Variably-sized droplets of free lipid are fairly commonly observed upon microscopic examination of urine from dogs and cats.
They can most readily be differentiated from cells by their propensity to float up under the coverslip to a different plane of focus compared to cells which have settled to the surface of the slide. They are uniformly round, but more variable in size than cells and are smooth in appearance. By focusing up and down, one can also visualize their perfectly round (droplet) appearance, even when suspended in urine.
Urine lipid originates mainly from degeneration (physiologic or pathologic) of epithelial cells lining the urinary tract. As an isolated finding, it is often not of clinical significance. There is no clear association with hyperlipidemia.
Mucus can be observed in some urine samples, particularly that collected from horses (hence it is a constituent and not a contaminant). Mucus is far more infrequent in urine samples from other species.
Strands of mucus can mimic hyaline casts, particularly when viewed under regular light microscopy.
Compared to casts: Mucus is more irregular in shape and has irregular borders with tapered ends.
Extraneous contaminating materials of many types can make their way into urine specimens. Generally, such material is significant only as an indication of the conditions of collection and/or handling of the specimen prior to analysis. Debris is more frequently seen in voided urine samples or those collected off the floor, from litter trays and when in an environment such as a courtyard or barn. On occasion, confusion may arise if these are mistaken for findings of significance (casts, parasites, etc.).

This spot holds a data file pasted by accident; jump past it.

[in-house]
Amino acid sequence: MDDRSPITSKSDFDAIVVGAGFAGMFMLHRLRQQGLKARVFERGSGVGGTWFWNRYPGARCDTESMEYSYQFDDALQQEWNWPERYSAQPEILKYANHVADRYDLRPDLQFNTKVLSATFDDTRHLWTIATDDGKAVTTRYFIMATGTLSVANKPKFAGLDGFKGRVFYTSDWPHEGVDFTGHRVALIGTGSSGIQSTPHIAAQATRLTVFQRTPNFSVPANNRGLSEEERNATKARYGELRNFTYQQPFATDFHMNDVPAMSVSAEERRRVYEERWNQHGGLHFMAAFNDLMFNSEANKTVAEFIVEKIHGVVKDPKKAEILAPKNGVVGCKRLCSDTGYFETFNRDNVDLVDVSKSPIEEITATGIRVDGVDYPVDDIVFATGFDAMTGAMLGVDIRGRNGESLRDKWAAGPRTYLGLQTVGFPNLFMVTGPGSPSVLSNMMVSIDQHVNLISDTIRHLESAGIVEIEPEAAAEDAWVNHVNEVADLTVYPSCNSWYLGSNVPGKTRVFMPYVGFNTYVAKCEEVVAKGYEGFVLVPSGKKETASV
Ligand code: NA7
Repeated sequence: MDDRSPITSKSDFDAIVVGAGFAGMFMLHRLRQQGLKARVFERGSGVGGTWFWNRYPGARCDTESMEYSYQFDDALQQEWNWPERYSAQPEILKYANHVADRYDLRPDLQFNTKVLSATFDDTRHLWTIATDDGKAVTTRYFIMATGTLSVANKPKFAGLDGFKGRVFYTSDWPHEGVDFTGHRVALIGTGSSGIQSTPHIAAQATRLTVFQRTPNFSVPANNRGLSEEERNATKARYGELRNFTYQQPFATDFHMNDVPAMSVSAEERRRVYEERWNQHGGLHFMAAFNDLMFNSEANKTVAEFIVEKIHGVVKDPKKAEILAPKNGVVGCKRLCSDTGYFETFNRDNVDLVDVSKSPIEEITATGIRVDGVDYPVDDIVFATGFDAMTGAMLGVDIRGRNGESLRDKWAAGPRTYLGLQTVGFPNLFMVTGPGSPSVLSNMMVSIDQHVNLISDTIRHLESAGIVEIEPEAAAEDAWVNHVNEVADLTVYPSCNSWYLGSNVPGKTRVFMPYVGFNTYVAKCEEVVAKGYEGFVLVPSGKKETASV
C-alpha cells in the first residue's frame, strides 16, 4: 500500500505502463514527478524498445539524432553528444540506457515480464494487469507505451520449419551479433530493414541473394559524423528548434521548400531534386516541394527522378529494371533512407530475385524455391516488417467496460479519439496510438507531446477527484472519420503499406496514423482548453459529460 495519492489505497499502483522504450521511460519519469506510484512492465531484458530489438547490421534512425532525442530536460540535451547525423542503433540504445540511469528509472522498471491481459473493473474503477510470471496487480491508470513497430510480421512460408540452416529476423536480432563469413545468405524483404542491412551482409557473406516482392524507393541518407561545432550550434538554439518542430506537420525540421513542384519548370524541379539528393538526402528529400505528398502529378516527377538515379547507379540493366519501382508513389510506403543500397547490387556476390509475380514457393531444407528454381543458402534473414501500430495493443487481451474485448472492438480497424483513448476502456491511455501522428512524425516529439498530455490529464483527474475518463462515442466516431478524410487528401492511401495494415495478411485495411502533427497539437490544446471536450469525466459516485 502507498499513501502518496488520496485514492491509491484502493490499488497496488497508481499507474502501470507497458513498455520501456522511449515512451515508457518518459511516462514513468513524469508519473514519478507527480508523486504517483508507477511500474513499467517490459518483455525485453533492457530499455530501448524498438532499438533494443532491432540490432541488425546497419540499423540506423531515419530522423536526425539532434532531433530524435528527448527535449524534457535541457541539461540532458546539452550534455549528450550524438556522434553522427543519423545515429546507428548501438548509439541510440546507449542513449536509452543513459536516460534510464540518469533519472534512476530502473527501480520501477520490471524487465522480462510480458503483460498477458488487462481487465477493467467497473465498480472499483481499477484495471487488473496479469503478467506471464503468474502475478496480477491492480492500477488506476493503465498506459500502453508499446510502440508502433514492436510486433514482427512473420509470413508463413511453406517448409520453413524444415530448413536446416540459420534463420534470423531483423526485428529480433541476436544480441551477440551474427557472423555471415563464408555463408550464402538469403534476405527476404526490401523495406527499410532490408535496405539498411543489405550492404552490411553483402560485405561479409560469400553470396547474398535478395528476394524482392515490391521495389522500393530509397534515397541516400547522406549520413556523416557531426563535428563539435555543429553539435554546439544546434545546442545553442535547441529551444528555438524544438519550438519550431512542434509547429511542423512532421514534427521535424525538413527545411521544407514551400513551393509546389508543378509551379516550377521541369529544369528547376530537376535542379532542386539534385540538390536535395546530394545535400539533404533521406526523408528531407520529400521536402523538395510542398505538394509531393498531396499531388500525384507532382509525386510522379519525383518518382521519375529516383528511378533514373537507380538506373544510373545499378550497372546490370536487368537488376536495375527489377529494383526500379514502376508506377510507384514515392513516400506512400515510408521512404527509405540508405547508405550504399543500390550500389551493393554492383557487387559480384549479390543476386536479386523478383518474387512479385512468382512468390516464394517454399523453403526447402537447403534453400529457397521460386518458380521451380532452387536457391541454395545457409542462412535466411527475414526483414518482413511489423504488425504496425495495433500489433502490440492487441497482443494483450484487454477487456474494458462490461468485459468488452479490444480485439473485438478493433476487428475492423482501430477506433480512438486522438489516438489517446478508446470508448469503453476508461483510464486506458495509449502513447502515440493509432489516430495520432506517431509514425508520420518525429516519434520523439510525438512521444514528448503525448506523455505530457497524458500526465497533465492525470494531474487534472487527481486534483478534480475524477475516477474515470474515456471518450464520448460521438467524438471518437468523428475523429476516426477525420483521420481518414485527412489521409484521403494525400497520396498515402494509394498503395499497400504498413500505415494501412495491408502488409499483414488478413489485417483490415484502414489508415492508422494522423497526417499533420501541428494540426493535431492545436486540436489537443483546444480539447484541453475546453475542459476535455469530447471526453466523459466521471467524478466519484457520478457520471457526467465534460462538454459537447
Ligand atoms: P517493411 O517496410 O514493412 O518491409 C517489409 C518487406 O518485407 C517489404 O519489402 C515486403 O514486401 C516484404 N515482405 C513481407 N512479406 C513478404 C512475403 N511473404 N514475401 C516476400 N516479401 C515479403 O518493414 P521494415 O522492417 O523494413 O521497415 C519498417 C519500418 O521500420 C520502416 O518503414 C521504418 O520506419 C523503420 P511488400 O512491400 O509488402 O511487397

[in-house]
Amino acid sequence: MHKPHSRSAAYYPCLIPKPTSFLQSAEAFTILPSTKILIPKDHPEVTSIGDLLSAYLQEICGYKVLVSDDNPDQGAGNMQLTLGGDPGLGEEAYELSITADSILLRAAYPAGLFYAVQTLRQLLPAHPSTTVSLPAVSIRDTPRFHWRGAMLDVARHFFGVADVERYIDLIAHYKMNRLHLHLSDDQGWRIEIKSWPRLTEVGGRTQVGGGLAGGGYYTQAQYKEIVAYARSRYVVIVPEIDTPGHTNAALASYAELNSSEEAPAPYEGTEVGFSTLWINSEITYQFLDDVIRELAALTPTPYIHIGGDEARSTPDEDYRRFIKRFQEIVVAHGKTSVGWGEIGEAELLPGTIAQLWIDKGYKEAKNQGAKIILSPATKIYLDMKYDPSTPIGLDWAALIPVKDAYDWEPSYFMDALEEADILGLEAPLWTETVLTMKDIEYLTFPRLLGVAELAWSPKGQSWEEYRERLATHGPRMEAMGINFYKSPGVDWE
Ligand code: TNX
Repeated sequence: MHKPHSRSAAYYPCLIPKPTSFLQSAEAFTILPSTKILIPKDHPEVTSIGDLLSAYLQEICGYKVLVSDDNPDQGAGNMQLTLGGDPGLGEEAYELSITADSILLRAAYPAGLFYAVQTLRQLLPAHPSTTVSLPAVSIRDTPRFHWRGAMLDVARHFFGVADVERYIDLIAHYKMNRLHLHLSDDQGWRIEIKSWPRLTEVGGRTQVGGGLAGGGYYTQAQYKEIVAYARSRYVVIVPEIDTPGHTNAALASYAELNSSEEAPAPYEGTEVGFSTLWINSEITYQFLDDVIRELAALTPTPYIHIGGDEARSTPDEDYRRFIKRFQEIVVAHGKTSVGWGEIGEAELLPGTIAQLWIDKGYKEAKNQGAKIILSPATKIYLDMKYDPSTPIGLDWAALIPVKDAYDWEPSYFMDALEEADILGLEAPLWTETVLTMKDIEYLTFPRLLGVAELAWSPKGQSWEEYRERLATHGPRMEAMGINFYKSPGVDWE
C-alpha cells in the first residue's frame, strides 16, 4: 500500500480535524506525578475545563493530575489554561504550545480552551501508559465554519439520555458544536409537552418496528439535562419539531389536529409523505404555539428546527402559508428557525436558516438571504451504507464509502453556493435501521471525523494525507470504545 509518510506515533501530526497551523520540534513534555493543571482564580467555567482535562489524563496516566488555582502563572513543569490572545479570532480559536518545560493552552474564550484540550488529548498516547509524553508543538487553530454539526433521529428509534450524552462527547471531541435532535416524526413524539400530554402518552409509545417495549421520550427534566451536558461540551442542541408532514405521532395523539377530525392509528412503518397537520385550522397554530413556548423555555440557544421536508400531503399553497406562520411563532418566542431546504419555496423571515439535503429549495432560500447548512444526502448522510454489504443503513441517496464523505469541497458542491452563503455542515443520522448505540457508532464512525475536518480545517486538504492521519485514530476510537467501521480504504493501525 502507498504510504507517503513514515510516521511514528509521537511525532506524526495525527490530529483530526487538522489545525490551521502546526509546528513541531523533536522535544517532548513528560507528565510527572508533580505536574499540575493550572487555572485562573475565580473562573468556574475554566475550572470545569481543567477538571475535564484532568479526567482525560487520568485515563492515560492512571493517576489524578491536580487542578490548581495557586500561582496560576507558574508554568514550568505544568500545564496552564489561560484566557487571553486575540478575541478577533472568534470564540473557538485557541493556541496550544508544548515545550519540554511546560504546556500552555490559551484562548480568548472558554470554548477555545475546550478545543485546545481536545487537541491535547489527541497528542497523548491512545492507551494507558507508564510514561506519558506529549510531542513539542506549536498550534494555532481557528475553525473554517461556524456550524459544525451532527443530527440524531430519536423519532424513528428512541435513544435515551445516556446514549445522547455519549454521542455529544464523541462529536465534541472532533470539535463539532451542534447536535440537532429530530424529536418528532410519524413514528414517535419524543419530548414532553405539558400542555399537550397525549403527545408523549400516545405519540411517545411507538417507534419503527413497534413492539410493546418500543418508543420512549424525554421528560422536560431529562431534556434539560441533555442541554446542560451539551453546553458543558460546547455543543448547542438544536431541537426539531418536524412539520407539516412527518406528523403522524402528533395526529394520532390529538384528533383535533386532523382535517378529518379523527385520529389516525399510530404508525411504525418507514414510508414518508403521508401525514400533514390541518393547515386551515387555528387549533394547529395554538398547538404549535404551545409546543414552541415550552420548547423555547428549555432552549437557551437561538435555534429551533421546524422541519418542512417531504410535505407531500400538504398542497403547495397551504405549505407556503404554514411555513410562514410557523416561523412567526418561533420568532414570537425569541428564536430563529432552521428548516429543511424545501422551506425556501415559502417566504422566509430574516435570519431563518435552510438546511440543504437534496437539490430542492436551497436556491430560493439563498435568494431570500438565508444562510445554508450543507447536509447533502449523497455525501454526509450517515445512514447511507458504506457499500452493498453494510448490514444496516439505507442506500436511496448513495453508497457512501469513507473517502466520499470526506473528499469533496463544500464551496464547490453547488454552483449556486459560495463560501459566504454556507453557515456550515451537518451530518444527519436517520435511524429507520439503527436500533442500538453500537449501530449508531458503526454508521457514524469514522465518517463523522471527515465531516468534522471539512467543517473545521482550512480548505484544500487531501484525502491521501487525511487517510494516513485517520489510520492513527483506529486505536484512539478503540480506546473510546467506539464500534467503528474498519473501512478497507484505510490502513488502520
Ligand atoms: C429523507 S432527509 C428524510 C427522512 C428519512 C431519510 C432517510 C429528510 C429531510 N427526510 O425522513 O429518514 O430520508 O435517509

Striving for optimal collection and transport of specimens will help maximize useful results and minimize confusing findings. Specimens mailed to laboratories without refrigeration or preservatives are subject to microbial overgrowth, whether contaminants or pathogens. Refrigeration is perhaps the best all-around method for preserving a specimen.
Fecal material, including eggs of intestinal parasites, can contaminate voided urine samples. For example, the images on the right show a urine sediment of a cat stained with Sedi-stain. In the upper panel is a low magnification view showing a packet of eggs. In the lower panel, higher magnification reveals the internal structure of the hexacanth embryos of Dipylidium caninum, a tapeworm.
Mold spores come in a variety of shapes, sizes and colors.
Shown on the right is a brownish Alternaria spore surrounded by amorphous crystals and a few lipid droplets. Alternaria is a dematiaceous fungus that is ubiquitous in the environment.
Cotton, plant, and paper fibers may mimic parasite larvae or urinary casts
Pollen grains are generally round to oval and some have a yellow to brown tint. They are most likely to be confused for parasitic ova. A good knowledge of the actual appearance of the few true parasite eggs that can occur in urine is easier to achieve than specific recognition of all types of pollen and mold spores. Again, optimizing specimen collection and handling will reduce the chances of seeing potentially confusing structures.
Starch crystals are typically from lubricant in surgical and examination gloves. They are common contaminants in urine sediments and cytology smears.
They are usually variable in size, round to polygonal in shape, colorless, refractile (due to their crystalline nature) and usually have a circular or Y-shaped “dot” in the center (arrow in image on right).
Shown here is a dense mat of fungal hyphae in canine urine which was several days in transit. Since fungal infection of the urinary tract in dogs is quite uncommon, the odds are that this represents overgrowth of contaminants.
Bacteria, whether pathogens or contaminants, can multiply when analysis is delayed. This often clouds interpretation of the sediment examination and culture results.